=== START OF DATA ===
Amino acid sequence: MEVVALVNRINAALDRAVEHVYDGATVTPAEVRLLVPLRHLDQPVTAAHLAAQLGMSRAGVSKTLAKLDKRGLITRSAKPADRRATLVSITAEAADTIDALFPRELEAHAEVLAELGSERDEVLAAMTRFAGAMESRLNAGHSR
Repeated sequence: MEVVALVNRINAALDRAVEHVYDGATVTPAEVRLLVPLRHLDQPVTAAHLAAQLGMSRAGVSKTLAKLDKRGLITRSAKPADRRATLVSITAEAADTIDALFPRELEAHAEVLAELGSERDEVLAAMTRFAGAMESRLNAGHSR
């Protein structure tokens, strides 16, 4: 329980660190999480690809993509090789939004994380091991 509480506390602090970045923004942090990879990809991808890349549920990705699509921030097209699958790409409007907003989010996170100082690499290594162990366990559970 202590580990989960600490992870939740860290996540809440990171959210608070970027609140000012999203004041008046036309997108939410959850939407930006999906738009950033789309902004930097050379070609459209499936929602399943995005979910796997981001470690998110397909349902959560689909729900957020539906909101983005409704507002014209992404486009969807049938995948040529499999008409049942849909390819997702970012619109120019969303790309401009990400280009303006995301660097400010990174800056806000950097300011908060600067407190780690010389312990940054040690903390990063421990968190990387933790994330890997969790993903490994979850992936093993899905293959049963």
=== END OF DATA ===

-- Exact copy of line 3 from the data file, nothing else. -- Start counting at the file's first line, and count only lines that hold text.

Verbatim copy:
């Protein structure tokens, strides 16, 4: 329980660190999480690809993509090789939004994380091991 509480506390602090970045923004942090990879990809991808890349549920990705699509921030097209699958790409409007907003989010996170100082690499290594162990366990559970 202590580990989960600490992870939740860290996540809440990171959210608070970027609140000012999203004041008046036309997108939410959850939407930006999906738009950033789309902004930097050379070609459209499936929602399943995005979910796997981001470690998110397909349902959560689909729900957020539906909101983005409704507002014209992404486009969807049938995948040529499999008409049942849909390819997702970012619109120019969303790309401009990400280009303006995301660097400010990174800056806000950097300011908060600067407190780690010389312990940054040690903390990063421990968190990387933790994330890997969790993903490994979850992936093993899905293959049963």